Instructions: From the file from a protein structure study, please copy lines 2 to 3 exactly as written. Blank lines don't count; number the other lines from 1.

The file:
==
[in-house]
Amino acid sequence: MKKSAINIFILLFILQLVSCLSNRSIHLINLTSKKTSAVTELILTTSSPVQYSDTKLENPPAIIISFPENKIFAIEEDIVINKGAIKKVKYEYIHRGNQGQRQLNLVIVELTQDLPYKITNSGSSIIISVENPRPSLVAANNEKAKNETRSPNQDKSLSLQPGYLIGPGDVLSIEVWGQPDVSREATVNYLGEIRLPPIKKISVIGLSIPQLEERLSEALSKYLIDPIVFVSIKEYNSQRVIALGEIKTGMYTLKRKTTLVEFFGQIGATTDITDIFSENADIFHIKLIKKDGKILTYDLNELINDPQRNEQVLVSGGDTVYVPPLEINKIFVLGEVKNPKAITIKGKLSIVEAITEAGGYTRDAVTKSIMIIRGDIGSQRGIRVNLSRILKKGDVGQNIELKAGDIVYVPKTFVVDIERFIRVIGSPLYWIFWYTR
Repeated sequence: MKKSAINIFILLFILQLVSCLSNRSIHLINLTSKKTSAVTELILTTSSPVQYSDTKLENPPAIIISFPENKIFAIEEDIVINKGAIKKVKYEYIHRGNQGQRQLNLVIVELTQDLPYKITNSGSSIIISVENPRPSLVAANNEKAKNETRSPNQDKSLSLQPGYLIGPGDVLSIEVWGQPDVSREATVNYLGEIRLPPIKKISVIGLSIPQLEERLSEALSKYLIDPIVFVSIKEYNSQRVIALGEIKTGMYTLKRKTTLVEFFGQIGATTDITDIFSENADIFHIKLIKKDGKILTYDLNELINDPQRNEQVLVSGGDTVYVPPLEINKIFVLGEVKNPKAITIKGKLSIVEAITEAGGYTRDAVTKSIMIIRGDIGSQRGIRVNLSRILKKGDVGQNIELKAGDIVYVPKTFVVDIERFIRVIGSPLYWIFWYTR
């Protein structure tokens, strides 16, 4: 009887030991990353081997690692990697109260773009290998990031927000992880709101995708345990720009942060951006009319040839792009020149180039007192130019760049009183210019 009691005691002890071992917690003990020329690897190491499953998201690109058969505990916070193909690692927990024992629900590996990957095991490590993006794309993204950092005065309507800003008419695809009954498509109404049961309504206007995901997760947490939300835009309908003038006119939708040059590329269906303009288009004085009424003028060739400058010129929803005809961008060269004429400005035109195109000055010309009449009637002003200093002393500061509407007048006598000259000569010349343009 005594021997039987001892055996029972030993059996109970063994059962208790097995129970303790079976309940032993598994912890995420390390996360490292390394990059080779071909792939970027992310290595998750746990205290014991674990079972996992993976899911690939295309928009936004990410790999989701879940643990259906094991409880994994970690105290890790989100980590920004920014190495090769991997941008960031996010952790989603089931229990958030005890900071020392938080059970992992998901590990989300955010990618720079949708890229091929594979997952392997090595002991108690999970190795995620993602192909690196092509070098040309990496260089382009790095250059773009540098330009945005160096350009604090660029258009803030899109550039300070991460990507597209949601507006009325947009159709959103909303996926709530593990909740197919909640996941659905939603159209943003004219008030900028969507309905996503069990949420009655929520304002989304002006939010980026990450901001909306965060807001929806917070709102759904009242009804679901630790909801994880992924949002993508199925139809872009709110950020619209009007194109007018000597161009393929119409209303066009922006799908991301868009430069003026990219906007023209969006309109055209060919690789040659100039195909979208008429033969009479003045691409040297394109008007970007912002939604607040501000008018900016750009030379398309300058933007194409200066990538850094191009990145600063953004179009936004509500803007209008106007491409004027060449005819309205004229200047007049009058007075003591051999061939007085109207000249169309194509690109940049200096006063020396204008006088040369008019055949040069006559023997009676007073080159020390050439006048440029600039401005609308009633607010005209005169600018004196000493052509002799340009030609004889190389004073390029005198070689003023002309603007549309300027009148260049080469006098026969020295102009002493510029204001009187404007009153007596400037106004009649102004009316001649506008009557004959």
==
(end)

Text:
Amino acid sequence: MKKSAINIFILLFILQLVSCLSNRSIHLINLTSKKTSAVTELILTTSSPVQYSDTKLENPPAIIISFPENKIFAIEEDIVINKGAIKKVKYEYIHRGNQGQRQLNLVIVELTQDLPYKITNSGSSIIISVENPRPSLVAANNEKAKNETRSPNQDKSLSLQPGYLIGPGDVLSIEVWGQPDVSREATVNYLGEIRLPPIKKISVIGLSIPQLEERLSEALSKYLIDPIVFVSIKEYNSQRVIALGEIKTGMYTLKRKTTLVEFFGQIGATTDITDIFSENADIFHIKLIKKDGKILTYDLNELINDPQRNEQVLVSGGDTVYVPPLEINKIFVLGEVKNPKAITIKGKLSIVEAITEAGGYTRDAVTKSIMIIRGDIGSQRGIRVNLSRILKKGDVGQNIELKAGDIVYVPKTFVVDIERFIRVIGSPLYWIFWYTR
Repeated sequence: MKKSAINIFILLFILQLVSCLSNRSIHLINLTSKKTSAVTELILTTSSPVQYSDTKLENPPAIIISFPENKIFAIEEDIVINKGAIKKVKYEYIHRGNQGQRQLNLVIVELTQDLPYKITNSGSSIIISVENPRPSLVAANNEKAKNETRSPNQDKSLSLQPGYLIGPGDVLSIEVWGQPDVSREATVNYLGEIRLPPIKKISVIGLSIPQLEERLSEALSKYLIDPIVFVSIKEYNSQRVIALGEIKTGMYTLKRKTTLVEFFGQIGATTDITDIFSENADIFHIKLIKKDGKILTYDLNELINDPQRNEQVLVSGGDTVYVPPLEINKIFVLGEVKNPKAITIKGKLSIVEAITEAGGYTRDAVTKSIMIIRGDIGSQRGIRVNLSRILKKGDVGQNIELKAGDIVYVPKTFVVDIERFIRVIGSPLYWIFWYTR